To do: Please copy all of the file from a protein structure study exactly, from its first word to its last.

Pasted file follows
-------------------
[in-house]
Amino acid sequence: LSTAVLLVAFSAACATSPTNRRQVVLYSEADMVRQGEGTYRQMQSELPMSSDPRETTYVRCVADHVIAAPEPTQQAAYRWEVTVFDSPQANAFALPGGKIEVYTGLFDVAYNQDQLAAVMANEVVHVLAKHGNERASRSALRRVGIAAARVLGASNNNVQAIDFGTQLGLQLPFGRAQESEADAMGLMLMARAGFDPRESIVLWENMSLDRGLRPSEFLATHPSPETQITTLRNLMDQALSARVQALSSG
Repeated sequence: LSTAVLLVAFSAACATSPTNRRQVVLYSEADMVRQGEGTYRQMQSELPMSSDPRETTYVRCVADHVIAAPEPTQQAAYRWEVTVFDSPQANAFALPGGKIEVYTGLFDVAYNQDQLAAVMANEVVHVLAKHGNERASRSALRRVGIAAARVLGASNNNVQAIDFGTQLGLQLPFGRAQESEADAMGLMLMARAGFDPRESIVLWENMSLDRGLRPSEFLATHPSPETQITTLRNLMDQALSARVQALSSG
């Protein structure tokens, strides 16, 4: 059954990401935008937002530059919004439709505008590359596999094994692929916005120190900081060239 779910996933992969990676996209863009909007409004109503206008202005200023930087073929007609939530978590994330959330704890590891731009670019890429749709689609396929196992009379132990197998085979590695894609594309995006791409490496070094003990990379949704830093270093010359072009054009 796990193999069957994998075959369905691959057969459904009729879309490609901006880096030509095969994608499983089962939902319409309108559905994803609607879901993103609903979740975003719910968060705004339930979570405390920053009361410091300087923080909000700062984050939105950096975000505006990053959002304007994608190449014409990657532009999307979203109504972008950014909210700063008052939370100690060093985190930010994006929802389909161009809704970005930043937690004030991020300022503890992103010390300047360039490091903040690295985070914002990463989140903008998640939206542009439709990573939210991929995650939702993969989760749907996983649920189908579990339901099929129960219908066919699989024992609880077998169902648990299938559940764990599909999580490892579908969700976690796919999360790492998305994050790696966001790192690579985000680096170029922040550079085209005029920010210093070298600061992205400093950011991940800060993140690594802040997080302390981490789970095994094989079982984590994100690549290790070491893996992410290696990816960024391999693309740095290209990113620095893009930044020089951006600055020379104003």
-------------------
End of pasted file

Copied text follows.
[in-house]
Amino acid sequence: LSTAVLLVAFSAACATSPTNRRQVVLYSEADMVRQGEGTYRQMQSELPMSSDPRETTYVRCVADHVIAAPEPTQQAAYRWEVTVFDSPQANAFALPGGKIEVYTGLFDVAYNQDQLAAVMANEVVHVLAKHGNERASRSALRRVGIAAARVLGASNNNVQAIDFGTQLGLQLPFGRAQESEADAMGLMLMARAGFDPRESIVLWENMSLDRGLRPSEFLATHPSPETQITTLRNLMDQALSARVQALSSG
Repeated sequence: LSTAVLLVAFSAACATSPTNRRQVVLYSEADMVRQGEGTYRQMQSELPMSSDPRETTYVRCVADHVIAAPEPTQQAAYRWEVTVFDSPQANAFALPGGKIEVYTGLFDVAYNQDQLAAVMANEVVHVLAKHGNERASRSALRRVGIAAARVLGASNNNVQAIDFGTQLGLQLPFGRAQESEADAMGLMLMARAGFDPRESIVLWENMSLDRGLRPSEFLATHPSPETQITTLRNLMDQALSARVQALSSG
């Protein structure tokens, strides 16, 4: 059954990401935008937002530059919004439709505008590359596999094994692929916005120190900081060239 779910996933992969990676996209863009909007409004109503206008202005200023930087073929007609939530978590994330959330704890590891731009670019890429749709689609396929196992009379132990197998085979590695894609594309995006791409490496070094003990990379949704830093270093010359072009054009 796990193999069957994998075959369905691959057969459904009729879309490609901006880096030509095969994608499983089962939902319409309108559905994803609607879901993103609903979740975003719910968060705004339930979570405390920053009361410091300087923080909000700062984050939105950096975000505006990053959002304007994608190449014409990657532009999307979203109504972008950014909210700063008052939370100690060093985190930010994006929802389909161009809704970005930043937690004030991020300022503890992103010390300047360039490091903040690295985070914002990463989140903008998640939206542009439709990573939210991929995650939702993969989760749907996983649920189908579990339901099929129960219908066919699989024992609880077998169902648990299938559940764990599909999580490892579908969700976690796919999360790492998305994050790696966001790192690579985000680096170029922040550079085209005029920010210093070298600061992205400093950011991940800060993140690594802040997080302390981490789970095994094989079982984590994100690549290790070491893996992410290696990816960024391999693309740095290209990113620095893009930044020089951006600055020379104003």